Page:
We’ve all been there, that dreaded first day that kept us up all night as our minds ran dark circles under our eyes.
It comes in many forms: the first day in a new job, a new city, a new year.
We try our best to hold down the fear as we go diving head first into the great unknown, only to spend the day fumbling about in uncharted territory. No matter the mix of emotions we experience, from excitement to butterflies to nervous pee, the first day is and always will be a constant in life.
We are creatures of habit, a habit of freaking out whenever life changes (which is lot).
I had my fair share of first days in 2017. From the first day of post-grad life to the first day in a new city (times five, turns out moving was also a major theme of 2017) to the first day as an independent freelancer, it often felt like I was in a constant state of flux, barely keeping up with my own self.
So it is safe to say that the first day freak out and I have split many an Uber ride together.
For me, the freak out usually happens when I start thinking about the high risk of failure that comes along with starting anything new.
I feel the fear creeping in alongside the doubt as my mind goes down the dark path of thinking failure is the hopeless end of everything. Ha! that’s probably the second biggest lie I’ve ever told myself, the first being that I can finish an entire super burrito from Sanchos in one sitting.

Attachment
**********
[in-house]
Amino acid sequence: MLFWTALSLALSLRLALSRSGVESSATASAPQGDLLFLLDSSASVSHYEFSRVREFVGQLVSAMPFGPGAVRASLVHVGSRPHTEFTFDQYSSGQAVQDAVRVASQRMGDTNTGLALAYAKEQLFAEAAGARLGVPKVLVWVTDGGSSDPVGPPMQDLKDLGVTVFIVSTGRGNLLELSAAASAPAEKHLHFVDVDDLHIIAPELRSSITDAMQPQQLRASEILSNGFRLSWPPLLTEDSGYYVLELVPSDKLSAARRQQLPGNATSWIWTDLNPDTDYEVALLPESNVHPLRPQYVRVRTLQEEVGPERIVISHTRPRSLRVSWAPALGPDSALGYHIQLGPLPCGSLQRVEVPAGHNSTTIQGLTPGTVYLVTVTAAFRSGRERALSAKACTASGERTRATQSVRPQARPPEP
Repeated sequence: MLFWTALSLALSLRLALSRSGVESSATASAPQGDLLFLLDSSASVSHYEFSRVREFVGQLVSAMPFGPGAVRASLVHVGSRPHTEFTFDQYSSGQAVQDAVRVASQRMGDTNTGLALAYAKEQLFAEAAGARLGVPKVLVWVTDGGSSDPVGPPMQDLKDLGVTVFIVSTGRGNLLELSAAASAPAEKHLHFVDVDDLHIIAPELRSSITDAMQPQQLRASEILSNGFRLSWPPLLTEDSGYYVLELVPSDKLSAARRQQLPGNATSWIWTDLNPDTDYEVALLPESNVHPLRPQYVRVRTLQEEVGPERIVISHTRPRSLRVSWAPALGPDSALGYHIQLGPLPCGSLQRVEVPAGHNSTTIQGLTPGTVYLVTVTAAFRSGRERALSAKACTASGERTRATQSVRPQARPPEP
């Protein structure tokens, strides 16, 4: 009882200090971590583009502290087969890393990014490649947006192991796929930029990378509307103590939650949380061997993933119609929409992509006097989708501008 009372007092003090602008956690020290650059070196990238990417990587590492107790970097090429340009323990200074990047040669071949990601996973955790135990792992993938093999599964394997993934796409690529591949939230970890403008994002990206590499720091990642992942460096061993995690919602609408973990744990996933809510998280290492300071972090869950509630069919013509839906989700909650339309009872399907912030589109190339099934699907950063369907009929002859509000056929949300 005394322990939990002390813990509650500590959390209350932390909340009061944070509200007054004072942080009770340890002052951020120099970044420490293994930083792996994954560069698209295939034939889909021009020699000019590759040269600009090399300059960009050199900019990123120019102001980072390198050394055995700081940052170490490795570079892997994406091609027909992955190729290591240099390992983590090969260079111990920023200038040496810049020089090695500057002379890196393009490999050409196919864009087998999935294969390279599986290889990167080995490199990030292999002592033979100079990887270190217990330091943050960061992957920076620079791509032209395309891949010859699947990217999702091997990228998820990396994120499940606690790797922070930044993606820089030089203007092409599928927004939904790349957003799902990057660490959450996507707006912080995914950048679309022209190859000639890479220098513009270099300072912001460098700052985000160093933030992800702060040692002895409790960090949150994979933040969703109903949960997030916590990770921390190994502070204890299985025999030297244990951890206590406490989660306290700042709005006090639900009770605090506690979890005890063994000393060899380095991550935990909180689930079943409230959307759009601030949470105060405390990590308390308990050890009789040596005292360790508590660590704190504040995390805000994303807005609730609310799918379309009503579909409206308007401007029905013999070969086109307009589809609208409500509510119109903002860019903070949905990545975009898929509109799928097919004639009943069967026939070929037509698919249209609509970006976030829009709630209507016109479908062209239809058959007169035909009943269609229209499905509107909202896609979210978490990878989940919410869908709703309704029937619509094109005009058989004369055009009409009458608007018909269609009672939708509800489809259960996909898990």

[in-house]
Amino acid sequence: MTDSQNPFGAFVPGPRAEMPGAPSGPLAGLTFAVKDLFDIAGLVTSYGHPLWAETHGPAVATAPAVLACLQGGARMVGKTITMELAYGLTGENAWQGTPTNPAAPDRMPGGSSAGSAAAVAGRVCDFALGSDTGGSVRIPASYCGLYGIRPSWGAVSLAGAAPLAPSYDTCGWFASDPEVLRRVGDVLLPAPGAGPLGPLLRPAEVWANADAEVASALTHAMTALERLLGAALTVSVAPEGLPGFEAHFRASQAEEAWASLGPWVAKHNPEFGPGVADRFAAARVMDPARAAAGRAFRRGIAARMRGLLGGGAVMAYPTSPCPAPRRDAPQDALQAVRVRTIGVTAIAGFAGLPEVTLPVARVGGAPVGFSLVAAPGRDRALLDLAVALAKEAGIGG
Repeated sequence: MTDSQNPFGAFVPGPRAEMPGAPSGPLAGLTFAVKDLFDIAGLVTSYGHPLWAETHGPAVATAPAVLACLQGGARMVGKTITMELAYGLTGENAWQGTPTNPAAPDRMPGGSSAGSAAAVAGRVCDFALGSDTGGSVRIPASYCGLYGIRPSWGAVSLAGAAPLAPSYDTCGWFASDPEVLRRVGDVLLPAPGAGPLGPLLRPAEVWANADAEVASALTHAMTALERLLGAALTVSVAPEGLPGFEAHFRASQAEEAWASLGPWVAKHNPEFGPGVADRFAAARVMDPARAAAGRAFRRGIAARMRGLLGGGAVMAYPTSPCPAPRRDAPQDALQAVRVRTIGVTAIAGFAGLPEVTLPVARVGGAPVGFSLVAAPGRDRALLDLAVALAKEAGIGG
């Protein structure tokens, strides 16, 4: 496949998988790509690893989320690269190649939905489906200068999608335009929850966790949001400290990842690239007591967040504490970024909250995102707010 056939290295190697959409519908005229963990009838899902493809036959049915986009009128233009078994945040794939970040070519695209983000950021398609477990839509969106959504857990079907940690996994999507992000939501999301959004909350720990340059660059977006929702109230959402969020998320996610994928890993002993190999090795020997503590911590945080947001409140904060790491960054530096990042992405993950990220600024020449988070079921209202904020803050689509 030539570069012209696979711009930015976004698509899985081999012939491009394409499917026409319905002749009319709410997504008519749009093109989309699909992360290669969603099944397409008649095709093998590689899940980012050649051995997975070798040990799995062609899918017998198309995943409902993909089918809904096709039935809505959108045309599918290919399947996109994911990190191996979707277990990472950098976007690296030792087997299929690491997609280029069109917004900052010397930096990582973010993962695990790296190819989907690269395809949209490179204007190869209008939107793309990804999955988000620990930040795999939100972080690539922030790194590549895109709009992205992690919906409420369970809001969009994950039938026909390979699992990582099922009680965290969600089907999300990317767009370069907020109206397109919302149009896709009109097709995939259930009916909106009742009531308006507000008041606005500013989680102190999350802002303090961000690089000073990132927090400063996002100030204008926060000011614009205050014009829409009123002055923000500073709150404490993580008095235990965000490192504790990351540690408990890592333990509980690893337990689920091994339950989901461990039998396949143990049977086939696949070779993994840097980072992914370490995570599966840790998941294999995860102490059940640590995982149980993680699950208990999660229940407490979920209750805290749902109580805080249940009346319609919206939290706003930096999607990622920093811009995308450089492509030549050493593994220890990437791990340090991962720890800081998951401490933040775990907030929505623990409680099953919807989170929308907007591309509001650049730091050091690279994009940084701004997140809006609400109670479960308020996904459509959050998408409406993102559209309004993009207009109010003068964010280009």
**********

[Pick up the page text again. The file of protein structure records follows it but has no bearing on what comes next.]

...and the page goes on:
Failure is not an ending.
It’s a beautiful beginning full of opportunity. It’s a chance to start again and do it even better. The risk of failure is not something to avoid, but something to embrace whole heartedly.
Because it’s that fear of failing that pushes you to greatness.
So if failure is nothing to fear, then there’s really no reason for the first day freak out, right?
I’ll be brutally honest, no matter how many times you face a first day or manage to convince yourself that there is nothing to fear, you are still going to freak out.
It doesn’t matter how significant that first day is, those nerves and doubts and fears will always be there. Whether you’re moving to a new country or simply joining a new knitting circle, you’re still leaving behind the comfortable and secure for the unknown, and that’s utterly terrifying.
But the first day freak out should never, I mean ever, keep you from facing that first day head on with all your might. In the end, it is up to you whether you will let the freak out freeze you in fear or make you rise to the challenge.
So how do you handle the first day freak out?
Be so terrified that your knees shake and your palms sweat and your flight or fight kicks in. Let the doubts run their course, your mind its circles, and your feet the paced path. Know that failure sits on the other side of all your possible mistakes, and understand that you will encounter it along the way.
Be afraid, but don’t forget to ask yourself: are the butterflies in your stomach quaking in fear, huddled together in the corner shaking as a giant mass of nerves trying to avoid all possibilities of failure? Or are the butterflies in your stomach dancing around in excitement, hardly able to contain themselves in anticipation for all the opportunities to come?
Freak the [insert choice explicit word here] out.